‘For Independence and Peace - FPolisario [Frente Polisario]’, Organization of Solidarity with the People of Asia, Africa and Latin America, Havana, Cuba, 1979. The Polisario are the main national liberation organization fighting for Western Sahara’s independence from Morocco.
Sahrawis in Western Sahara. The Sahrawi people (الصحراويون, Iseḥrawiyen, Ṣeḥrawa) are a people living in the western part of the Sahara, which includes Western Sahara (claimed by the Polisario and mostly controlled by Morocco), other parts of southern Morocco, most of Mauritania, and the extreme southwest of Algeria. As with most Saharan peoples living in the Great African Desert, Sahrawi culture is a mix of different influences in the area. It shows mainly Berber-Tuareg characteristics, like the privileged position of women, along with Bedouin Arab and black African characteristics. Sahrawis are composed of many tribes and are largely speakers of the Hassaniya dialect of Arabic, some speak Berber dialects in both of Morocco’s disputed and non-disputed territories.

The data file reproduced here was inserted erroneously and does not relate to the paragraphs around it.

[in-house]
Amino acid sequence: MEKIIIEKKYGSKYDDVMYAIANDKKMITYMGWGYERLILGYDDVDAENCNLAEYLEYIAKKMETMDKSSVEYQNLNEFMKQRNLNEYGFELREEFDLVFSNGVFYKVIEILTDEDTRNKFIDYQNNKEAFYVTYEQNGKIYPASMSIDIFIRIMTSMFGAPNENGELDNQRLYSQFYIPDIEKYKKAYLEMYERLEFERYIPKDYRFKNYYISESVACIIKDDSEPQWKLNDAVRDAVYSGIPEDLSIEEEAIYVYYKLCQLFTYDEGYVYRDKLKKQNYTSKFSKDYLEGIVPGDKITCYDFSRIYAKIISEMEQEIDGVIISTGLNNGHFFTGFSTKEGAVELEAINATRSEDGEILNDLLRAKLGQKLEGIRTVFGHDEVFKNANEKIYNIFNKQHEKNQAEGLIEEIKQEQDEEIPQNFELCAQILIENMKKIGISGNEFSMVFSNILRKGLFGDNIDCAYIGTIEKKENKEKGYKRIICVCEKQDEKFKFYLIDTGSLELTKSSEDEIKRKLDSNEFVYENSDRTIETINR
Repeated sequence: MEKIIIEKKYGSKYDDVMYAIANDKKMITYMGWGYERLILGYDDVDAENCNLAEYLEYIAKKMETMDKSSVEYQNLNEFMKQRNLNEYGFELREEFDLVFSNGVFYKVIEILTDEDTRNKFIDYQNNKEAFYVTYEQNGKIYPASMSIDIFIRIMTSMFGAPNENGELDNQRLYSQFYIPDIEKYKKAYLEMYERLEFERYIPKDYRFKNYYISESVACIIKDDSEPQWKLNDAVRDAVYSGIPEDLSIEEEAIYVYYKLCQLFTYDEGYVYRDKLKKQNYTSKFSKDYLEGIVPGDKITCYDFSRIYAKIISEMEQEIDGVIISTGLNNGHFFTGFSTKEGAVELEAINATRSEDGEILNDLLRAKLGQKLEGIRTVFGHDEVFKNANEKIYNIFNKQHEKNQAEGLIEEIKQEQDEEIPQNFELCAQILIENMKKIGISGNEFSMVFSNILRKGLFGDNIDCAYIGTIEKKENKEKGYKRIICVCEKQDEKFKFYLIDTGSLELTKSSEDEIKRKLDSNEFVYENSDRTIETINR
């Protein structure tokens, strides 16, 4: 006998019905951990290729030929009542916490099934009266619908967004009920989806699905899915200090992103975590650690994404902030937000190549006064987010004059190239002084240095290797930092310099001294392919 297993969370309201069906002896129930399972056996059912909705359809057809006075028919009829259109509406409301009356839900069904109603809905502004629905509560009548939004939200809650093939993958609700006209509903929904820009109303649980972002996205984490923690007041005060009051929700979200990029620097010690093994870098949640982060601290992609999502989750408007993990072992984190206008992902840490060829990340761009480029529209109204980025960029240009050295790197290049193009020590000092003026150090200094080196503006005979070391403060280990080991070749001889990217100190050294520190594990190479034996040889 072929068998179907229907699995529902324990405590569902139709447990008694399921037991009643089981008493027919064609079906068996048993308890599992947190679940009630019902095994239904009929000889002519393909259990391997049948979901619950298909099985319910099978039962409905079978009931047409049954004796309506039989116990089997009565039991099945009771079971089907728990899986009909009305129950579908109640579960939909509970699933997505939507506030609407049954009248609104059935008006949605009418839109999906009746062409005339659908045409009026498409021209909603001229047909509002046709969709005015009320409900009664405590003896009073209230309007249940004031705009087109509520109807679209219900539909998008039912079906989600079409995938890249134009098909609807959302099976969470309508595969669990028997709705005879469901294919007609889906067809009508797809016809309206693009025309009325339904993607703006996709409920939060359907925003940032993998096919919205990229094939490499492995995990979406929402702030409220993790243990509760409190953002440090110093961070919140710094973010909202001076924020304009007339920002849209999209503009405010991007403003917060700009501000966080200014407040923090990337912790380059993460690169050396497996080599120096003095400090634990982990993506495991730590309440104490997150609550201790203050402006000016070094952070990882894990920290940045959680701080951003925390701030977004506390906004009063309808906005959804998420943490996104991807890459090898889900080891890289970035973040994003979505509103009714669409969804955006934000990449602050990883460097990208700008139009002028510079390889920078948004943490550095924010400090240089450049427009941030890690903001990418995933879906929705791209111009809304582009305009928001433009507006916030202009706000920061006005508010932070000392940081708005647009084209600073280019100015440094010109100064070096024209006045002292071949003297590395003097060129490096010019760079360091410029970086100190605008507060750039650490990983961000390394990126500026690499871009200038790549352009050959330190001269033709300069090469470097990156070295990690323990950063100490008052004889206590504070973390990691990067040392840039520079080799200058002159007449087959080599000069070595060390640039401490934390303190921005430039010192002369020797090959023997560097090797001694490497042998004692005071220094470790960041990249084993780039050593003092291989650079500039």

Western Sahara on the west coast of Africa is regarded as the only
country still colonised on the continent. Morocco claims that the region is
part of the territory, but as of 2006, no other UN member states recognise
Moroccan sovereignty over Western Sahara.
A soldier of the Polisario Front holds her child and a rifle during training in the Western Sahara, December 1978. The Polisario are a Sahrawi liberation movement who fought against Moroccan control of the Western Sahara from the 1970s to early 1990s. Female soldiers were key to defending the the Tindouf refugee camps during the conflict and today the women’s wing of the Polisario contains around 10,000 members.